Eco-tourism is a sector in Mauritius' tourism industry that is just beginning to expand. Although Mauritius is more popularly known for its white sands and scenic beaches, it actually contains vast areas of natural parks that house an extensive range of flora and fauna.
While majority of the tourists reside in resort hotels to experience the excitement offered by Mauritian waters, majority of them look for activities outside of the beach
after a few days. According to a report from the Food and Agriculture Organization of the United Nations, tourists in Mauritius spend an average of ten days in the island. During their stay, they usually look for nature-based activities and this is where the eco-tourism sector comes in.
Eco-tourism is being promoted by the government because aside from the revenue it brings to the country (about US$ 5,000,000), it provides knowledge and promotes conservation of the islandís flora and fauna. The eco-tourism industry is expected to expand in the next few years. The number of tourists in 2020 is anticipated to reach 1.2 million. The demand for eco-tourism will therefore increase. This will have direct impact on biodiversity and national economy as more revenue is to be expected from a greater number of tourists. This revenue can be used to fund forest conservation projects. Furthermore, the expansion of the eco-tourism industry will also benefit the labor sector as more employment is likely to result. The private sector is likewise benefiting from the governmentís eco-tourism thrust. There are now guided safari tours and day tours that visit ecologically-rich places.
One of the commonly visited spots that promote eco-tourism is the SSR Botanical Garden, located in the proximity of Port Louis. Also called the Pamplemousses Botanical Garden, it is home to giant lilies and various tropical plants. One of its main attractions is the talipot palm, which is said to flower only once in sixty years and then dies.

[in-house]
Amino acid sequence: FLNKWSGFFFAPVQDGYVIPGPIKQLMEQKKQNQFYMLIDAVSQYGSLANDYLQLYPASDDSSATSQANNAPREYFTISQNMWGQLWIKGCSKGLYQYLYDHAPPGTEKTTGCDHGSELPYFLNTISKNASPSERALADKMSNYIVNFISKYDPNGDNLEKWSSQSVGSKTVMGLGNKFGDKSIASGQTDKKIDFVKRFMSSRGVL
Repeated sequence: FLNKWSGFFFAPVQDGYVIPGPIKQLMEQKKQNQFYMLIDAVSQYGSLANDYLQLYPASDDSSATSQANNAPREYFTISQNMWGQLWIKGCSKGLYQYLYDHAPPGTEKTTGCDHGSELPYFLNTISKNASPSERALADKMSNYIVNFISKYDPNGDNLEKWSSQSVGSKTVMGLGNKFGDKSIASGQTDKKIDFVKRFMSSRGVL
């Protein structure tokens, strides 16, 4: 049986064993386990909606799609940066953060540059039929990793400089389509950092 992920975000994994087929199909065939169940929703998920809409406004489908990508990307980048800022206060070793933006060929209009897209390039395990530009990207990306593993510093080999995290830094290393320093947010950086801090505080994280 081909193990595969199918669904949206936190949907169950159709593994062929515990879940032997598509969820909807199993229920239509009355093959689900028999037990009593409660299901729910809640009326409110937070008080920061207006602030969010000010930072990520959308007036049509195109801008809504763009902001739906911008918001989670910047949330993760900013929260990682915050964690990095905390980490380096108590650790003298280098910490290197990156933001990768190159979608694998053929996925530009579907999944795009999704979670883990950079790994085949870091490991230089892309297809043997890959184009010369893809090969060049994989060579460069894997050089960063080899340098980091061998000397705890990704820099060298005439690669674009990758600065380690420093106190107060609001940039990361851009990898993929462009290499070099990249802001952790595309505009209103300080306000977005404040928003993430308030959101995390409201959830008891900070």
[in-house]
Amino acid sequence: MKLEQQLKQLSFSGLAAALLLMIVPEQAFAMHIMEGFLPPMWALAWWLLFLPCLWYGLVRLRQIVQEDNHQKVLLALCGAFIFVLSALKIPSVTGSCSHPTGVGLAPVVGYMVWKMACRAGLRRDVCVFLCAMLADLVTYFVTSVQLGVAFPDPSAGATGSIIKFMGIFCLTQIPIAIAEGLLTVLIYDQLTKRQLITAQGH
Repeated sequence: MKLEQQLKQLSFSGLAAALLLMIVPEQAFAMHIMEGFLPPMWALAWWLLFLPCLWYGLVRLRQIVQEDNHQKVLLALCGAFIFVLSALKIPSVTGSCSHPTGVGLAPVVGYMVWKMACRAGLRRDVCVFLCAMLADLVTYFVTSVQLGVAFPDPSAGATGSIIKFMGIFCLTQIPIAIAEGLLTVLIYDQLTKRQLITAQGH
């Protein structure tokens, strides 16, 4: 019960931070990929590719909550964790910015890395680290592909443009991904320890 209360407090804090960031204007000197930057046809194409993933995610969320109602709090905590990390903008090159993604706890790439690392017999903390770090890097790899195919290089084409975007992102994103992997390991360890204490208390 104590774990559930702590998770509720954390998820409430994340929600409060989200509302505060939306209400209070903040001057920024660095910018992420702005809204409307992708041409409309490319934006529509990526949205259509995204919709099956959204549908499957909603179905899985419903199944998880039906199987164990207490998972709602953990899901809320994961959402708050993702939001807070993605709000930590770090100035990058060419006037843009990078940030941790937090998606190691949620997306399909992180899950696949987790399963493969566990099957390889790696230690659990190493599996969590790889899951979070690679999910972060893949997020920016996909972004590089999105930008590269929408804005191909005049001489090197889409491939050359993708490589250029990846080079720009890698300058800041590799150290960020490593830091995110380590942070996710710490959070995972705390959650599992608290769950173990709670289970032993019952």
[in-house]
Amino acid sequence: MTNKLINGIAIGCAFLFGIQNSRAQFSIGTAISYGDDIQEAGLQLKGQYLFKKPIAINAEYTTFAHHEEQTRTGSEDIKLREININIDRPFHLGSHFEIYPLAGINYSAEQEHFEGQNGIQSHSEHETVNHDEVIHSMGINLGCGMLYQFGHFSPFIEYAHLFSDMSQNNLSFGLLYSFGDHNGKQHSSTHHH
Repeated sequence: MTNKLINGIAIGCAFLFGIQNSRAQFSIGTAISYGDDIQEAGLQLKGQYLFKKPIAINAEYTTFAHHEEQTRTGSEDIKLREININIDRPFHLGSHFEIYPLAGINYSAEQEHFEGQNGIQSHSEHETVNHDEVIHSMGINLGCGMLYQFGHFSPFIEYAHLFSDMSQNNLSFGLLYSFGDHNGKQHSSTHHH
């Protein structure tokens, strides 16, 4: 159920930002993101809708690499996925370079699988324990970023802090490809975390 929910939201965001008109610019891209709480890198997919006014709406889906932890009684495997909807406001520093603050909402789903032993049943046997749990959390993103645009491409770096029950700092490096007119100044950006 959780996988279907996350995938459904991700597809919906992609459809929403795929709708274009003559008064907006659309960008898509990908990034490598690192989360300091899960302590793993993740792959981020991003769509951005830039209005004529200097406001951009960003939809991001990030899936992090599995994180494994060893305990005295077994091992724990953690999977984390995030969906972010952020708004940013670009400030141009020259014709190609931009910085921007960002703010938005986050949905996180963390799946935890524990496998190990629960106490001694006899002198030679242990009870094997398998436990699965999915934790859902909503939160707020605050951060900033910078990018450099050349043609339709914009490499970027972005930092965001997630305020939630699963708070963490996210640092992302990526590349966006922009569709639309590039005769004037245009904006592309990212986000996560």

Tourists are also sure to find trips to natural parks invigorating. The Black River Gorge National Park, enclosing 6,754 hectares of wildlife, is a sure treat to any nature enthusiast. Aside from its flora and fauna, the park is also famous for containing the Alexandra waterfall, a perfect backdrop to the hills of Black River Gorge. The walk through the park is likewise exciting, as one will be able to walk through trails lined with Chinese guava and wild sugarcane.
On the northern part of Mauritius lies Labourdonnais Orchards, another eco-tourism hotspot. The Orchards is teeming with tropical fruit trees and exotic flowers. Visitors can either go hiking or mountain biking. There is also Ile aux Aigrettes on the south east of Mauritius. This 26-hectare landscape has been declared a Natural Reserve in 1965. Ile aux Aigrettes aims to provide refuge to critically endangered endemic species of birds and flowers. It shelters the endangered Bois de Chandelle, the ornate day gecko, the Mauritius pink pigeon, the Aldabra giant tortoise and a host of other endemic species threatened by extinction. On the same part of the island lies Domaine du Chasseur, an immense hunting ground where stags, monkeys and boars dwell amidst lush vegetation.
So if you're planning for a trip to Mauritius, donít think only of beaches and water sports. The eco-tourism industry is very much alive. There are so many eco-tourism activities that can be included in your itinerary. You can go mountain climbing, biking or hiking on verdant hills and forests. With these nature trips included, you are sure to find your vacation more exciting and fulfilling.